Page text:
|From:||Harvey Perkins <>|
|Date:||Fri, 11 Mar 2005 15:32:51 +1100|
Oh dear what have I started? We seem to be working on several different wavelengths here.
You've started just what you wanted, haven't you? :)
As I said right at the beginning of this series of emails I am NOT criticising anyone,
I hope it wasn't me you thought was feeling criticised - not at all. I've simply been trying to make a couple of points for the sake of this discussion without the time to expand properly. There is always an inherent danger with emails, in which intonation, volume, facial expressions etc are missing, that text can be misinterpreted. I'm having a ball!
really I am trying to get people to think about how we "describe" the status of our birds. For a long time after COG managed to get the Brown Treecreeper listed as a vulnerable species in the ACT it kept turning up in the Annual Bird Reports as a "Common, breeding species". People obviously were not reading these descriptors. I think it was after a Rarities Panel meeting where I pointed this sort of thing out that the descriptors where they needed it, were changed.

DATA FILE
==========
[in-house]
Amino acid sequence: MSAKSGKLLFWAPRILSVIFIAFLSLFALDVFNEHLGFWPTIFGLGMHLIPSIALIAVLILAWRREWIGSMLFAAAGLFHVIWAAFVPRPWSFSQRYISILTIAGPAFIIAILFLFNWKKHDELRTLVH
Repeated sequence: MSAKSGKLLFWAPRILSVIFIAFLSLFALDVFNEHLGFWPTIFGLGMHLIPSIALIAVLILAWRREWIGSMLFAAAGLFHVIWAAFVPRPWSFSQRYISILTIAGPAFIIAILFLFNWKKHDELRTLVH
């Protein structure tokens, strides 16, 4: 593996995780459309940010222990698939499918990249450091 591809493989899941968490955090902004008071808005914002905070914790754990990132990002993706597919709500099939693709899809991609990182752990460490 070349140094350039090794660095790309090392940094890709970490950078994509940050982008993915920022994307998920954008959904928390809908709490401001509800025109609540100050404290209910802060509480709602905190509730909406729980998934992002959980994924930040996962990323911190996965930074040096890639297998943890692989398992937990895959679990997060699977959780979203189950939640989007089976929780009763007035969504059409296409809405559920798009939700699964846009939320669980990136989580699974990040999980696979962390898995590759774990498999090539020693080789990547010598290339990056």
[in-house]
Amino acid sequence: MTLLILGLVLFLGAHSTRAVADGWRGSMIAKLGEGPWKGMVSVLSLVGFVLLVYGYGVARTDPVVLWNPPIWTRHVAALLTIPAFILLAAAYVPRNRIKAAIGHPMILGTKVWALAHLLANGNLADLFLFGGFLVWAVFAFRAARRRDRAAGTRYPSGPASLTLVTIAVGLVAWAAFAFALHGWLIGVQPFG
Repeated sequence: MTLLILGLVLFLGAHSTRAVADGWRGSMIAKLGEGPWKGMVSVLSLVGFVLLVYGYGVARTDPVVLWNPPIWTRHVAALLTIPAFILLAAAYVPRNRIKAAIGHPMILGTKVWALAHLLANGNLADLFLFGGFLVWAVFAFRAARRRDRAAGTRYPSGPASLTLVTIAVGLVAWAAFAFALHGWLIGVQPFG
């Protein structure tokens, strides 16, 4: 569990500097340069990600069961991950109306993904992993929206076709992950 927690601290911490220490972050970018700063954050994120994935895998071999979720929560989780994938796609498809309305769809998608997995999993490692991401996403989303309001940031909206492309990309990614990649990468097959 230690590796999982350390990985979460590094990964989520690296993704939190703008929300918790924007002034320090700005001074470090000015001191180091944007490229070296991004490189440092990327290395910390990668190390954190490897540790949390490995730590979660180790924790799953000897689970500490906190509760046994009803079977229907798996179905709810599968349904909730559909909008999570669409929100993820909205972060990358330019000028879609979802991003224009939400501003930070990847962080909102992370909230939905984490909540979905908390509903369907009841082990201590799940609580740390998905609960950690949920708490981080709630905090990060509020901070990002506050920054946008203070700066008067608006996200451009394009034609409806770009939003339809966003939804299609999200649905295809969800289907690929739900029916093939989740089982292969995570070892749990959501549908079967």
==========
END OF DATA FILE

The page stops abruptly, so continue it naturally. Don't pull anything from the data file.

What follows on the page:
I must admit that personally I'd prefer to see a flexible prose-based system of description which would hopefully provide a spot-on synthesis without the scope for misinterpretation. Restricting ourselves to two overly-narrow descriptors for commonness and residence status without being able to introduce any sense of subtlety (as well as an unforgivably slow process of status updating) is what is leading to all these problems.
Benj and Harvey are both right when they say theBlack Honeyeater is rare in the ACT but COG (and the Annual Bird Report) does not cover the ACT alone. Unless we specify that we are ONLY dealing with the ACT we are giving a false impression to someone from say Tasmania, or probably from overseas, that the Black Honeyeater is rare when, in parts of NSW and elsewhere in Australia, it can be abundant.
I thought it was taken as read that the descriptions in COG's publications, ie the "List" and the ABR etc, were pertinent specifically to the ACT and "COG area of Concern". I'll certainly make sure that it is spelled out more clearly in the next ABR.
And this really is my last contribution before I leave and enjoy some real birds at Weddin Mtns...
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